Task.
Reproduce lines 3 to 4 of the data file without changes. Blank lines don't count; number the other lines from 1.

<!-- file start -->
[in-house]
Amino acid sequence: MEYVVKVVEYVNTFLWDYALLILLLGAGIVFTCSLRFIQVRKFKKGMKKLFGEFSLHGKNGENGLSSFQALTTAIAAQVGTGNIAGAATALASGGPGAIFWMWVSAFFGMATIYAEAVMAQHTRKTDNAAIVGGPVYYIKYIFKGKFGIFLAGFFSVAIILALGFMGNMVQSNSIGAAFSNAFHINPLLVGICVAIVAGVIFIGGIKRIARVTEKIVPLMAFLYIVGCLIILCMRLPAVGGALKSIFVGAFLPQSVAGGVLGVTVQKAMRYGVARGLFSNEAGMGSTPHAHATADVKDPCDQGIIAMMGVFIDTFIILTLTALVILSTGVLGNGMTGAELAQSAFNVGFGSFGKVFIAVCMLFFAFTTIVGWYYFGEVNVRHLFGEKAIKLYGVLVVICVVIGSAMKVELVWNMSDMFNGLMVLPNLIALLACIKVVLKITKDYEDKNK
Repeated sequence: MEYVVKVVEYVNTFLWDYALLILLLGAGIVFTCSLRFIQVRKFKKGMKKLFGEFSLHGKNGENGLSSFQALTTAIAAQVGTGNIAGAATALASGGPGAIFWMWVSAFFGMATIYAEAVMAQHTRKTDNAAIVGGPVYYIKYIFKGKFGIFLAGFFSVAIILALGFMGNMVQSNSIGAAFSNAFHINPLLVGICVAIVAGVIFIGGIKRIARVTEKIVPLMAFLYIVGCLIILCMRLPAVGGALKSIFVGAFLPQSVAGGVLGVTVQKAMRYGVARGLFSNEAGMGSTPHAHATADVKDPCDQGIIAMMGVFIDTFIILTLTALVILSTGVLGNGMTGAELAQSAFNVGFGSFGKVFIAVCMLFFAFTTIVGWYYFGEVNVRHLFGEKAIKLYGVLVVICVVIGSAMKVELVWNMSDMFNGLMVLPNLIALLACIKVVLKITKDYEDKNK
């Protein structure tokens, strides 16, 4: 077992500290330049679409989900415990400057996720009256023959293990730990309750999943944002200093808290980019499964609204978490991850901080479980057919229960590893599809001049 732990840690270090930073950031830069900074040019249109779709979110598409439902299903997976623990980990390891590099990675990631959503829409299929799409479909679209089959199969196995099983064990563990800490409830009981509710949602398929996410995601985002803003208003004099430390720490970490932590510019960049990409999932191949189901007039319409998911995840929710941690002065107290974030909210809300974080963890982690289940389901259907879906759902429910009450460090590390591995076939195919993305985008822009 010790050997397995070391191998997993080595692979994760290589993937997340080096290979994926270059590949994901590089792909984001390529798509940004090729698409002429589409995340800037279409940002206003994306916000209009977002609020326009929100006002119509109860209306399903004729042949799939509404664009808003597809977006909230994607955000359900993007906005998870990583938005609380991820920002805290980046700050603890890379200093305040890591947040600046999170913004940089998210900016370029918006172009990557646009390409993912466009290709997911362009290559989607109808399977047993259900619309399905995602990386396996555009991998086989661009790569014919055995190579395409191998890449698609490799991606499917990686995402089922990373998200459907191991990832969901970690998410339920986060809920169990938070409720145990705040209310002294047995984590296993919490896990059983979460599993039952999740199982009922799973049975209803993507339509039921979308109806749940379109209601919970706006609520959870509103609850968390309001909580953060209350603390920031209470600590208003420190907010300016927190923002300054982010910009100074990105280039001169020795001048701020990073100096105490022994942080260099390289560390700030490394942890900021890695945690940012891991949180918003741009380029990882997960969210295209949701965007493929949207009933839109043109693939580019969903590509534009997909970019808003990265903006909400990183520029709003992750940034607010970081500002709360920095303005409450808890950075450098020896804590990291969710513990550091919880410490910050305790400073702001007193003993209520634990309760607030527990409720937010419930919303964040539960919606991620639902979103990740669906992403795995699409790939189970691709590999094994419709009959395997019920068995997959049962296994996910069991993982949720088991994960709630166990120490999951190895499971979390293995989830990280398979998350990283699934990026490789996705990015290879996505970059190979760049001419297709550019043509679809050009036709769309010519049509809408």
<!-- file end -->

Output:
Repeated sequence: MEYVVKVVEYVNTFLWDYALLILLLGAGIVFTCSLRFIQVRKFKKGMKKLFGEFSLHGKNGENGLSSFQALTTAIAAQVGTGNIAGAATALASGGPGAIFWMWVSAFFGMATIYAEAVMAQHTRKTDNAAIVGGPVYYIKYIFKGKFGIFLAGFFSVAIILALGFMGNMVQSNSIGAAFSNAFHINPLLVGICVAIVAGVIFIGGIKRIARVTEKIVPLMAFLYIVGCLIILCMRLPAVGGALKSIFVGAFLPQSVAGGVLGVTVQKAMRYGVARGLFSNEAGMGSTPHAHATADVKDPCDQGIIAMMGVFIDTFIILTLTALVILSTGVLGNGMTGAELAQSAFNVGFGSFGKVFIAVCMLFFAFTTIVGWYYFGEVNVRHLFGEKAIKLYGVLVVICVVIGSAMKVELVWNMSDMFNGLMVLPNLIALLACIKVVLKITKDYEDKNK
């Protein structure tokens, strides 16, 4: 077992500290330049679409989900415990400057996720009256023959293990730990309750999943944002200093808290980019499964609204978490991850901080479980057919229960590893599809001049 732990840690270090930073950031830069900074040019249109779709979110598409439902299903997976623990980990390891590099990675990631959503829409299929799409479909679209089959199969196995099983064990563990800490409830009981509710949602398929996410995601985002803003208003004099430390720490970490932590510019960049990409999932191949189901007039319409998911995840929710941690002065107290974030909210809300974080963890982690289940389901259907879906759902429910009450460090590390591995076939195919993305985008822009 010790050997397995070391191998997993080595692979994760290589993937997340080096290979994926270059590949994901590089792909984001390529798509940004090729698409002429589409995340800037279409940002206003994306916000209009977002609020326009929100006002119509109860209306399903004729042949799939509404664009808003597809977006909230994607955000359900993007906005998870990583938005609380991820920002805290980046700050603890890379200093305040890591947040600046999170913004940089998210900016370029918006172009990557646009390409993912466009290709997911362009290559989607109808399977047993259900619309399905995602990386396996555009991998086989661009790569014919055995190579395409191998890449698609490799991606499917990686995402089922990373998200459907191991990832969901970690998410339920986060809920169990938070409720145990705040209310002294047995984590296993919490896990059983979460599993039952999740199982009922799973049975209803993507339509039921979308109806749940379109209601919970706006609520959870509103609850968390309001909580953060209350603390920031209470600590208003420190907010300016927190923002300054982010910009100074990105280039001169020795001048701020990073100096105490022994942080260099390289560390700030490394942890900021890695945690940012891991949180918003741009380029990882997960969210295209949701965007493929949207009933839109043109693939580019969903590509534009997909970019808003990265903006909400990183520029709003992750940034607010970081500002709360920095303005409450808890950075450098020896804590990291969710513990550091919880410490910050305790400073702001007193003993209520634990309760607030527990409720937010419930919303964040539960919606991620639902979103990740669906992403795995699409790939189970691709590999094994419709009959395997019920068995997959049962296994996910069991993982949720088991994960709630166990120490999951190895499971979390293995989830990280398979998350990283699934990026490789996705990015290879996505970059190979760049001419297709550019043509679809050009036709769309010519049509809408």